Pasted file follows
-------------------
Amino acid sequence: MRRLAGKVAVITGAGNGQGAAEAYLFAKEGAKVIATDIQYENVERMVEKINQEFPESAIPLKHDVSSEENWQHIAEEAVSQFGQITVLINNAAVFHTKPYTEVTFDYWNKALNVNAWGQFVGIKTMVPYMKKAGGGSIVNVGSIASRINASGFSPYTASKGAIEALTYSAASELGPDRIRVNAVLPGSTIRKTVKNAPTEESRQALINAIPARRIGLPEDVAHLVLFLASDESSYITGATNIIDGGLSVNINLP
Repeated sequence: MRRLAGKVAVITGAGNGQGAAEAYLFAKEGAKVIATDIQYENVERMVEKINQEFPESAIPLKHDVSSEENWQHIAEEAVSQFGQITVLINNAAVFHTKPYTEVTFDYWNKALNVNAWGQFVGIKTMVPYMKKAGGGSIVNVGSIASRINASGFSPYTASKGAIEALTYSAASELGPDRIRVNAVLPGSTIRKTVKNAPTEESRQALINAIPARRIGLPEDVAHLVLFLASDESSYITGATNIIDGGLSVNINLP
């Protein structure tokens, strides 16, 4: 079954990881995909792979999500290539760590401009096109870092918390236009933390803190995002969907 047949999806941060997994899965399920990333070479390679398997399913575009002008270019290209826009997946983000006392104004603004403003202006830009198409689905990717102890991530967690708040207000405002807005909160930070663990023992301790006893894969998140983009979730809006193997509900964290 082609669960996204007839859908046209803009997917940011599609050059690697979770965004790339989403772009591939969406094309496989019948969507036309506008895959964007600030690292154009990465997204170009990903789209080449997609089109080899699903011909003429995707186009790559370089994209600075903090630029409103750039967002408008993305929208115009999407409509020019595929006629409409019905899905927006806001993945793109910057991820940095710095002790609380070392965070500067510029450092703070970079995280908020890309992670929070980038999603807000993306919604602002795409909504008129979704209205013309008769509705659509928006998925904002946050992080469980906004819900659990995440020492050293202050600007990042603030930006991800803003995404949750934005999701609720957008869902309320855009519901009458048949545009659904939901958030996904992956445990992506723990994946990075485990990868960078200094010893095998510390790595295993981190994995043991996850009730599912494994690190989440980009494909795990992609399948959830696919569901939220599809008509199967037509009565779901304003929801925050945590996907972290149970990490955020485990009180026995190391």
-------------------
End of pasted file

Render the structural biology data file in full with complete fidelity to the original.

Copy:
Amino acid sequence: MRRLAGKVAVITGAGNGQGAAEAYLFAKEGAKVIATDIQYENVERMVEKINQEFPESAIPLKHDVSSEENWQHIAEEAVSQFGQITVLINNAAVFHTKPYTEVTFDYWNKALNVNAWGQFVGIKTMVPYMKKAGGGSIVNVGSIASRINASGFSPYTASKGAIEALTYSAASELGPDRIRVNAVLPGSTIRKTVKNAPTEESRQALINAIPARRIGLPEDVAHLVLFLASDESSYITGATNIIDGGLSVNINLP
Repeated sequence: MRRLAGKVAVITGAGNGQGAAEAYLFAKEGAKVIATDIQYENVERMVEKINQEFPESAIPLKHDVSSEENWQHIAEEAVSQFGQITVLINNAAVFHTKPYTEVTFDYWNKALNVNAWGQFVGIKTMVPYMKKAGGGSIVNVGSIASRINASGFSPYTASKGAIEALTYSAASELGPDRIRVNAVLPGSTIRKTVKNAPTEESRQALINAIPARRIGLPEDVAHLVLFLASDESSYITGATNIIDGGLSVNINLP
């Protein structure tokens, strides 16, 4: 079954990881995909792979999500290539760590401009096109870092918390236009933390803190995002969907 047949999806941060997994899965399920990333070479390679398997399913575009002008270019290209826009997946983000006392104004603004403003202006830009198409689905990717102890991530967690708040207000405002807005909160930070663990023992301790006893894969998140983009979730809006193997509900964290 082609669960996204007839859908046209803009997917940011599609050059690697979770965004790339989403772009591939969406094309496989019948969507036309506008895959964007600030690292154009990465997204170009990903789209080449997609089109080899699903011909003429995707186009790559370089994209600075903090630029409103750039967002408008993305929208115009999407409509020019595929006629409409019905899905927006806001993945793109910057991820940095710095002790609380070392965070500067510029450092703070970079995280908020890309992670929070980038999603807000993306919604602002795409909504008129979704209205013309008769509705659509928006998925904002946050992080469980906004819900659990995440020492050293202050600007990042603030930006991800803003995404949750934005999701609720957008869902309320855009519901009458048949545009659904939901958030996904992956445990992506723990994946990075485990990868960078200094010893095998510390790595295993981190994995043991996850009730599912494994690190989440980009494909795990992609399948959830696919569901939220599809008509199967037509009565779901304003929801925050945590996907972290149970990490955020485990009180026995190391």